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Album Reviews : Envenomed – Evil Unseen

By on June 1, 2014

cover high qualityOpening with a galloping rhythm and a melodic riff, ‘Evil Unseen’, the debut album by Melbourne’s Envenomed, wastes no time thundering into its infectious groove, and as “Will of Man” begins, you’re greeted by vocalist Anthony Mavrikis’ undeniably engrossing style. This is coupled by the excellent, pounding bass work of Liam Wagener and the consistent one-two punch of the guitars and drums; the former of which comprises the innovative, metallic solos and riffs courtesy of Brendan Farrugia, with the latter maintaining the backbone of the band. Adam Bartleson’s drum lines course onwards like a voracious beast. At times, they beat an understated melody, and at others, they gorge themselves on the meaty rhythms (check out “Disobey the Beast” to see what I mean here), bouncing off the walls like this maniacal creature eagerly awaiting the moment it can burst out onto the stage, tearing down the proverbial gates with it, to spectacular and forceful rhythms as the double-bass notes kick in.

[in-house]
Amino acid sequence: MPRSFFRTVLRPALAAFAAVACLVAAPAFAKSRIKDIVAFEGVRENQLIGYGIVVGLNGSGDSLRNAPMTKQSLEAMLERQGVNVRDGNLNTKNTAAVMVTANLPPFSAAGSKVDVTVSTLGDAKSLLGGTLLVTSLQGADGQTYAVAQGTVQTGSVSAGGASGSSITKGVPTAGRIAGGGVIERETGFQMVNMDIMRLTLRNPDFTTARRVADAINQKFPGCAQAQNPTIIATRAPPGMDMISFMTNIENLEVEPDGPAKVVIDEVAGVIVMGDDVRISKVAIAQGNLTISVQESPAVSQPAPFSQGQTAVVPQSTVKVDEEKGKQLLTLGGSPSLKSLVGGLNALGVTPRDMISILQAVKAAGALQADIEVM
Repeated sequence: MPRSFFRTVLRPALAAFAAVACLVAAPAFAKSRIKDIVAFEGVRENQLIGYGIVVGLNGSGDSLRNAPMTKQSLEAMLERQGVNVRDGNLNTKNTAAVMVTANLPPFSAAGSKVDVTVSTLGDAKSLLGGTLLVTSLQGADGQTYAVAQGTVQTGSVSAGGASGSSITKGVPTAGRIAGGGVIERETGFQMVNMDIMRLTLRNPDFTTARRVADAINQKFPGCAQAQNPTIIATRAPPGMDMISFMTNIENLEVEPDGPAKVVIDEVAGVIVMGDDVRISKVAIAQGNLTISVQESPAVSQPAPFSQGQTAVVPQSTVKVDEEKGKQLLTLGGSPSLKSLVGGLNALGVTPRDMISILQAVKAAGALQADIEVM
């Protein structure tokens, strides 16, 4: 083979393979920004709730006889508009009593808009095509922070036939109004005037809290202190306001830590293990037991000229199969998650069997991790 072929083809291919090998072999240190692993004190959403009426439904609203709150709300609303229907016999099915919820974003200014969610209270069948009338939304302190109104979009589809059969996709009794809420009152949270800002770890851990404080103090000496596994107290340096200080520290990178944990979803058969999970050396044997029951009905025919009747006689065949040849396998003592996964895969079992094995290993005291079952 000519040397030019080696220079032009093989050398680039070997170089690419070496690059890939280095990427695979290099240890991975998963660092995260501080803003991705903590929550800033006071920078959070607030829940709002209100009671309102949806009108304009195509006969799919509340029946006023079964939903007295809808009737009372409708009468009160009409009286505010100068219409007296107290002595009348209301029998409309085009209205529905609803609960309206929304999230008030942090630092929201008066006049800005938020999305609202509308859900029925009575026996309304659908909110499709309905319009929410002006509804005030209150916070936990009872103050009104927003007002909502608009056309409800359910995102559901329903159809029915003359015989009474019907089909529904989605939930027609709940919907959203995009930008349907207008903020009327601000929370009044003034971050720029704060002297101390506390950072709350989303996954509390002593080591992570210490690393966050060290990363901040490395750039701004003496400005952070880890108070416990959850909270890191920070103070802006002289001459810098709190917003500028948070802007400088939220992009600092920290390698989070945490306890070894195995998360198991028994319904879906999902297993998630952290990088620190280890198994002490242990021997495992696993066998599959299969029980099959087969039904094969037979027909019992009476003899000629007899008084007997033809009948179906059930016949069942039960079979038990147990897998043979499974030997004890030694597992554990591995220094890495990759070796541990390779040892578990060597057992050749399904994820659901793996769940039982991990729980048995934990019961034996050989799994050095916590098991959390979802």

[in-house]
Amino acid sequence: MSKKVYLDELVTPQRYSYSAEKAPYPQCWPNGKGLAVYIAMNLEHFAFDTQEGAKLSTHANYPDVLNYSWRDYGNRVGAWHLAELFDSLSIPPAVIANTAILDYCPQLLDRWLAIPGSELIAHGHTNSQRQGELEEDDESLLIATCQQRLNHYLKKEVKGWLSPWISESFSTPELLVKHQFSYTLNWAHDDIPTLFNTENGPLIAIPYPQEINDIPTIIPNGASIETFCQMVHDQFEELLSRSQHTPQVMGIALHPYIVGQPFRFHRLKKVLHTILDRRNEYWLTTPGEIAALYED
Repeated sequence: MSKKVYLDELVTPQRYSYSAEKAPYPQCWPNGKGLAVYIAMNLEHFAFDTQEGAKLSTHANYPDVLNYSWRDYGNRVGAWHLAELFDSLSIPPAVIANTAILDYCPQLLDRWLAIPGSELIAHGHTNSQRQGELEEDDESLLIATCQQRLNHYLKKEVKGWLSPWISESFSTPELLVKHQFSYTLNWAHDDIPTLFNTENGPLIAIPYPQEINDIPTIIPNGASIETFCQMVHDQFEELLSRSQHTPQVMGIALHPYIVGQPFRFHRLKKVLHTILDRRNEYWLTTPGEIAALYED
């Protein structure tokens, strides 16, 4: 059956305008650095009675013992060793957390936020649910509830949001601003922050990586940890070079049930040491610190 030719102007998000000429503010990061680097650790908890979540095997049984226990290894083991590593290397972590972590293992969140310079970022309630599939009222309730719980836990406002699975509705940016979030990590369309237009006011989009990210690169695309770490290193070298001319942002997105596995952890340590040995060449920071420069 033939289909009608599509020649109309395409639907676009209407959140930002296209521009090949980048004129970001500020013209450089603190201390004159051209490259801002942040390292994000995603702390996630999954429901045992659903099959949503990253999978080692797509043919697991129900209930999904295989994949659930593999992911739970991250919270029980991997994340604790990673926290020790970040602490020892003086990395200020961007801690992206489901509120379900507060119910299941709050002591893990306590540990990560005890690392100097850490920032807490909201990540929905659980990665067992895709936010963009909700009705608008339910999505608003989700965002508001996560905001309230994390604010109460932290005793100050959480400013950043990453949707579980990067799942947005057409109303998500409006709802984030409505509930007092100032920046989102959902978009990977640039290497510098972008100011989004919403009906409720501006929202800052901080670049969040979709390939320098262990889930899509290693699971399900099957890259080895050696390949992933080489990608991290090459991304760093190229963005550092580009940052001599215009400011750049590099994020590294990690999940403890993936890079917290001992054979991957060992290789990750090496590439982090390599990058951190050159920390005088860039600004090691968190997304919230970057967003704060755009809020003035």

Perhaps one of the best things that works to Envenomed’s favour here is that ‘Evil Unseen’ is different from most other thrash metal albums you’ll find today, and that becomes immediately noticeable just from the opening title track alone. With traditional metal influences happily saturating much of its sound, Envenomed describe their sound as being ‘melodic thrash’, a title which in itself is intriguing. There are many elements that make themselves known throughout the listening experience of this album. Whilst the double-bass that make up those familiar thrash metal tones are there, the elements that unexpectedly rear their heads at various stages are interesting in themself. This comprises such things as engaging hooks, soaring choruses, and immersive guitar solos that are strewn throughout the mix. On its own, that mightn’t sound so revolutionary, but it is something that certainly helps this record to stand out from other thrash metal albums currently on the market. Many of the ‘new wave of thrash metal’ bands aren’t really doing this, and are instead focusing on the heavily distorted, in-your-face 200 BPM deliveries. While that isn’t a bad thing on its own, it does mean that with many bands continuing to crop up throughout the scene, it makes it all the more difficult to differentiate one from the other. This is where Envenomed has largely played it smart. They’ve taken two familiar genres that are already widely regarded – that being thrash and heavy metal – and effectively performed the simple task of merging the two (a task that interestingly enough hasn’t been imitated anywhere else in the scene as far as I can tell). There are even the odd death growls.